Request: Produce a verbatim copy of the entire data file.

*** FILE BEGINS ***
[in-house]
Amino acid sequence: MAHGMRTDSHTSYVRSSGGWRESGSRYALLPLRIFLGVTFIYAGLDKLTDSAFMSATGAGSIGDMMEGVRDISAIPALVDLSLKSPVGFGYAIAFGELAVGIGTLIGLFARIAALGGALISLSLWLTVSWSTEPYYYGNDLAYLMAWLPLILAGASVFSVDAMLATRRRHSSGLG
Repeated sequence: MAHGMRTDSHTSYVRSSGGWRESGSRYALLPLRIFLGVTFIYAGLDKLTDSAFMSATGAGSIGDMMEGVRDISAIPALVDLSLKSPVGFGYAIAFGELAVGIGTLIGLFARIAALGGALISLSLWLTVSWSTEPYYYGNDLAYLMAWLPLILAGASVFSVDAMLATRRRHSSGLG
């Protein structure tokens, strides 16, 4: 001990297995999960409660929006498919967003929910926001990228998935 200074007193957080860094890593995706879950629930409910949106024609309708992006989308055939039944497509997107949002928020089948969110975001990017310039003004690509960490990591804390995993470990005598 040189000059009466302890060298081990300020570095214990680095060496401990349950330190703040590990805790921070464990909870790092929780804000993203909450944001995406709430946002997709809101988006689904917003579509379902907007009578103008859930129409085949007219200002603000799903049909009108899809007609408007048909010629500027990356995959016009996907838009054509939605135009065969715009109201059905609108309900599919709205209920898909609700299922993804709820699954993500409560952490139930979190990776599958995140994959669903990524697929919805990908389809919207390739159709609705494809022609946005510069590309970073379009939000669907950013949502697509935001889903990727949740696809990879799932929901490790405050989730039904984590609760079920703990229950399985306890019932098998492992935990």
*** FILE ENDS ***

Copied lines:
[in-house]
Amino acid sequence: MAHGMRTDSHTSYVRSSGGWRESGSRYALLPLRIFLGVTFIYAGLDKLTDSAFMSATGAGSIGDMMEGVRDISAIPALVDLSLKSPVGFGYAIAFGELAVGIGTLIGLFARIAALGGALISLSLWLTVSWSTEPYYYGNDLAYLMAWLPLILAGASVFSVDAMLATRRRHSSGLG
Repeated sequence: MAHGMRTDSHTSYVRSSGGWRESGSRYALLPLRIFLGVTFIYAGLDKLTDSAFMSATGAGSIGDMMEGVRDISAIPALVDLSLKSPVGFGYAIAFGELAVGIGTLIGLFARIAALGGALISLSLWLTVSWSTEPYYYGNDLAYLMAWLPLILAGASVFSVDAMLATRRRHSSGLG
């Protein structure tokens, strides 16, 4: 001990297995999960409660929006498919967003929910926001990228998935 200074007193957080860094890593995706879950629930409910949106024609309708992006989308055939039944497509997107949002928020089948969110975001990017310039003004690509960490990591804390995993470990005598 040189000059009466302890060298081990300020570095214990680095060496401990349950330190703040590990805790921070464990909870790092929780804000993203909450944001995406709430946002997709809101988006689904917003579509379902907007009578103008859930129409085949007219200002603000799903049909009108899809007609408007048909010629500027990356995959016009996907838009054509939605135009065969715009109201059905609108309900599919709205209920898909609700299922993804709820699954993500409560952490139930979190990776599958995140994959669903990524697929919805990908389809919207390739159709609705494809022609946005510069590309970073379009939000669907950013949502697509935001889903990727949740696809990879799932929901490790405050989730039904984590609760079920703990229950399985306890019932098998492992935990």